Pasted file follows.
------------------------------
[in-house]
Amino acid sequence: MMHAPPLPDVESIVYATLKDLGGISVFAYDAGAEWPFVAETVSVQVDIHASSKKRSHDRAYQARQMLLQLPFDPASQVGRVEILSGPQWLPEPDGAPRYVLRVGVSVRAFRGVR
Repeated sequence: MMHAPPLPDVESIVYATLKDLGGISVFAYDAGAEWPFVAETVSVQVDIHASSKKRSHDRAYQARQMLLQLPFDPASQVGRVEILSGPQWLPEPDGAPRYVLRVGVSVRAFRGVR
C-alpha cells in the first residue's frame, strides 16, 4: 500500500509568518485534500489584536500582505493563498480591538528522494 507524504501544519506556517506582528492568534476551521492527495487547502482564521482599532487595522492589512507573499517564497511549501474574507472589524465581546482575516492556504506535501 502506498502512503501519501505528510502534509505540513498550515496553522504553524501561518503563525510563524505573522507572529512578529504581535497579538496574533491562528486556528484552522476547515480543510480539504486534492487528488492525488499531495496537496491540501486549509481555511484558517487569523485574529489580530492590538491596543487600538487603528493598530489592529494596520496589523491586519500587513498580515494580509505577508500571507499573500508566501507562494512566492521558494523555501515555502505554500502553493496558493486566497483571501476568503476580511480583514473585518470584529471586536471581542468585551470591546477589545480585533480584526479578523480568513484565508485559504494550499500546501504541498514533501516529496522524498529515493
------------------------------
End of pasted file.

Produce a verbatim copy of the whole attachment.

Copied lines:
[in-house]
Amino acid sequence: MMHAPPLPDVESIVYATLKDLGGISVFAYDAGAEWPFVAETVSVQVDIHASSKKRSHDRAYQARQMLLQLPFDPASQVGRVEILSGPQWLPEPDGAPRYVLRVGVSVRAFRGVR
Repeated sequence: MMHAPPLPDVESIVYATLKDLGGISVFAYDAGAEWPFVAETVSVQVDIHASSKKRSHDRAYQARQMLLQLPFDPASQVGRVEILSGPQWLPEPDGAPRYVLRVGVSVRAFRGVR
C-alpha cells in the first residue's frame, strides 16, 4: 500500500509568518485534500489584536500582505493563498480591538528522494 507524504501544519506556517506582528492568534476551521492527495487547502482564521482599532487595522492589512507573499517564497511549501474574507472589524465581546482575516492556504506535501 502506498502512503501519501505528510502534509505540513498550515496553522504553524501561518503563525510563524505573522507572529512578529504581535497579538496574533491562528486556528484552522476547515480543510480539504486534492487528488492525488499531495496537496491540501486549509481555511484558517487569523485574529489580530492590538491596543487600538487603528493598530489592529494596520496589523491586519500587513498580515494580509505577508500571507499573500508566501507562494512566492521558494523555501515555502505554500502553493496558493486566497483571501476568503476580511480583514473585518470584529471586536471581542468585551470591546477589545480585533480584526479578523480568513484565508485559504494550499500546501504541498514533501516529496522524498529515493